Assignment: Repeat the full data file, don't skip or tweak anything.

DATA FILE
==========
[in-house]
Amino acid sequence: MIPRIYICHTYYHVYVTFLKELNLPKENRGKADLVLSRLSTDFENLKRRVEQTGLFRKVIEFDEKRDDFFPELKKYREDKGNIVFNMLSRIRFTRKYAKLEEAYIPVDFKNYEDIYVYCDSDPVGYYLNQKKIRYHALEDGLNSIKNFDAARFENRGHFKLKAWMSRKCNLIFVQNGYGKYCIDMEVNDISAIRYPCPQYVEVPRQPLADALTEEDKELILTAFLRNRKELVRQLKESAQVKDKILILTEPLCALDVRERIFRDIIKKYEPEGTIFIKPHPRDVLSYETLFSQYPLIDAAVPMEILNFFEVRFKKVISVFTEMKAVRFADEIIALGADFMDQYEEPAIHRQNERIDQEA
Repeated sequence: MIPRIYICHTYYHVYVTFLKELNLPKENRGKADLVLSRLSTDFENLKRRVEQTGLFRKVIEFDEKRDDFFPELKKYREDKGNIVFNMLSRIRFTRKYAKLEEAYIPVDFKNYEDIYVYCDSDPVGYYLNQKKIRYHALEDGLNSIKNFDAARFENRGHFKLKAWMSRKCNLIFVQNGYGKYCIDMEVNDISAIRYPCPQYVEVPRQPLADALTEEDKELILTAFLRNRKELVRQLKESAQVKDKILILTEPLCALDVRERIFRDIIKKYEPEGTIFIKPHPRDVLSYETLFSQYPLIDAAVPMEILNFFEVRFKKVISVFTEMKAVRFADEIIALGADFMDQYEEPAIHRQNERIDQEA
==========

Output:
[in-house]
Amino acid sequence: MIPRIYICHTYYHVYVTFLKELNLPKENRGKADLVLSRLSTDFENLKRRVEQTGLFRKVIEFDEKRDDFFPELKKYREDKGNIVFNMLSRIRFTRKYAKLEEAYIPVDFKNYEDIYVYCDSDPVGYYLNQKKIRYHALEDGLNSIKNFDAARFENRGHFKLKAWMSRKCNLIFVQNGYGKYCIDMEVNDISAIRYPCPQYVEVPRQPLADALTEEDKELILTAFLRNRKELVRQLKESAQVKDKILILTEPLCALDVRERIFRDIIKKYEPEGTIFIKPHPRDVLSYETLFSQYPLIDAAVPMEILNFFEVRFKKVISVFTEMKAVRFADEIIALGADFMDQYEEPAIHRQNERIDQEA
Repeated sequence: MIPRIYICHTYYHVYVTFLKELNLPKENRGKADLVLSRLSTDFENLKRRVEQTGLFRKVIEFDEKRDDFFPELKKYREDKGNIVFNMLSRIRFTRKYAKLEEAYIPVDFKNYEDIYVYCDSDPVGYYLNQKKIRYHALEDGLNSIKNFDAARFENRGHFKLKAWMSRKCNLIFVQNGYGKYCIDMEVNDISAIRYPCPQYVEVPRQPLADALTEEDKELILTAFLRNRKELVRQLKESAQVKDKILILTEPLCALDVRERIFRDIIKKYEPEGTIFIKPHPRDVLSYETLFSQYPLIDAAVPMEILNFFEVRFKKVISVFTEMKAVRFADEIIALGADFMDQYEEPAIHRQNERIDQEA